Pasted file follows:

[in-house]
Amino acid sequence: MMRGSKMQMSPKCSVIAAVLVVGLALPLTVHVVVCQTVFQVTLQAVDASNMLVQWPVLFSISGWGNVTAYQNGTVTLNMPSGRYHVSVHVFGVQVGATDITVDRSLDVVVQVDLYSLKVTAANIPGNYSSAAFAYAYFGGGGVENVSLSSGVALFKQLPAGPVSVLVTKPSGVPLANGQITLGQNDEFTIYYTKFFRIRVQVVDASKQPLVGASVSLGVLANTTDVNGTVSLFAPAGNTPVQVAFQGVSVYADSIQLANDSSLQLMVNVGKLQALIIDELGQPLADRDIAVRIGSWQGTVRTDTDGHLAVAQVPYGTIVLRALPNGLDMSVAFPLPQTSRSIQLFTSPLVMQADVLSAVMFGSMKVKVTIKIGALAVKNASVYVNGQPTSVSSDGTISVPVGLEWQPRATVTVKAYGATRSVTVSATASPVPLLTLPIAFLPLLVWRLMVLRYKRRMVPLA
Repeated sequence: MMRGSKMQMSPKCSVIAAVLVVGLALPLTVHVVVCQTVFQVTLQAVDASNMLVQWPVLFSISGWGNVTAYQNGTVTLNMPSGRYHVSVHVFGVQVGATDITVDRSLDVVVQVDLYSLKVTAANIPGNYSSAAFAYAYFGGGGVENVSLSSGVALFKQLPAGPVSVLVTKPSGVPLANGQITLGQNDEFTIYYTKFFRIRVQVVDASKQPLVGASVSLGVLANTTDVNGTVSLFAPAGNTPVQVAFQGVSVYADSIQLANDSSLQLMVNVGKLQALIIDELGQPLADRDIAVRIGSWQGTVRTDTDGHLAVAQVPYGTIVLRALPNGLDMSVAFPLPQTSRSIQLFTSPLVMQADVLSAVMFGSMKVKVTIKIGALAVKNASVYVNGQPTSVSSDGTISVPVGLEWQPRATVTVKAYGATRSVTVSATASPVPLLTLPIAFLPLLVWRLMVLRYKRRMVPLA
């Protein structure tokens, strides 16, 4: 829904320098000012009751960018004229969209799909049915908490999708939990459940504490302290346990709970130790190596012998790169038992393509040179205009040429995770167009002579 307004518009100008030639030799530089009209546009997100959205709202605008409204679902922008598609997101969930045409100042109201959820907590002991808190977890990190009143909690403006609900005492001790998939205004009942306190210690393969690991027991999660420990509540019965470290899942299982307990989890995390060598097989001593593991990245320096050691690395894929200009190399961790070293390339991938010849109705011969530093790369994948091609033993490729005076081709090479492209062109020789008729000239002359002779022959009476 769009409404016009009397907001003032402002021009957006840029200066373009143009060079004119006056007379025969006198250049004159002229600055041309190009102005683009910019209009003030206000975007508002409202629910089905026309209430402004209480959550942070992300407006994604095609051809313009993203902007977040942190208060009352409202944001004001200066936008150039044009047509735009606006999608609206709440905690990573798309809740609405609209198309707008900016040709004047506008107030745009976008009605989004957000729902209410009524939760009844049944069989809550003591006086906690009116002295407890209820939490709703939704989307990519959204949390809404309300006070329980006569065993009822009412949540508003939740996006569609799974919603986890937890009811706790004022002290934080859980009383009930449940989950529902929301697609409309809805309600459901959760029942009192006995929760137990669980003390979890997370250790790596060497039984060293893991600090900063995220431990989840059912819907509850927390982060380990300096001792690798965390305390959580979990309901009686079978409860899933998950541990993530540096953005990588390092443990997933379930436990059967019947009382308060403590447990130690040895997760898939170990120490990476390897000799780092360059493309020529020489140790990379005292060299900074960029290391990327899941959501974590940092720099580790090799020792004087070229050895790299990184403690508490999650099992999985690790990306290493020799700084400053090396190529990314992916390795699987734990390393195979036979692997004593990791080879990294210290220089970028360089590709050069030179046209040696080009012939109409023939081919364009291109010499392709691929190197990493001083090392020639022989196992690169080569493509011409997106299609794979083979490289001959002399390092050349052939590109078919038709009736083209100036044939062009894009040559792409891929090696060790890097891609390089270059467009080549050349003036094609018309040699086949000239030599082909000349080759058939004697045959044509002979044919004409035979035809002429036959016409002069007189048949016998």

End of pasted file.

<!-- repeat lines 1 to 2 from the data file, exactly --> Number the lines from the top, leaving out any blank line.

[in-house]
Amino acid sequence: MMRGSKMQMSPKCSVIAAVLVVGLALPLTVHVVVCQTVFQVTLQAVDASNMLVQWPVLFSISGWGNVTAYQNGTVTLNMPSGRYHVSVHVFGVQVGATDITVDRSLDVVVQVDLYSLKVTAANIPGNYSSAAFAYAYFGGGGVENVSLSSGVALFKQLPAGPVSVLVTKPSGVPLANGQITLGQNDEFTIYYTKFFRIRVQVVDASKQPLVGASVSLGVLANTTDVNGTVSLFAPAGNTPVQVAFQGVSVYADSIQLANDSSLQLMVNVGKLQALIIDELGQPLADRDIAVRIGSWQGTVRTDTDGHLAVAQVPYGTIVLRALPNGLDMSVAFPLPQTSRSIQLFTSPLVMQADVLSAVMFGSMKVKVTIKIGALAVKNASVYVNGQPTSVSSDGTISVPVGLEWQPRATVTVKAYGATRSVTVSATASPVPLLTLPIAFLPLLVWRLMVLRYKRRMVPLA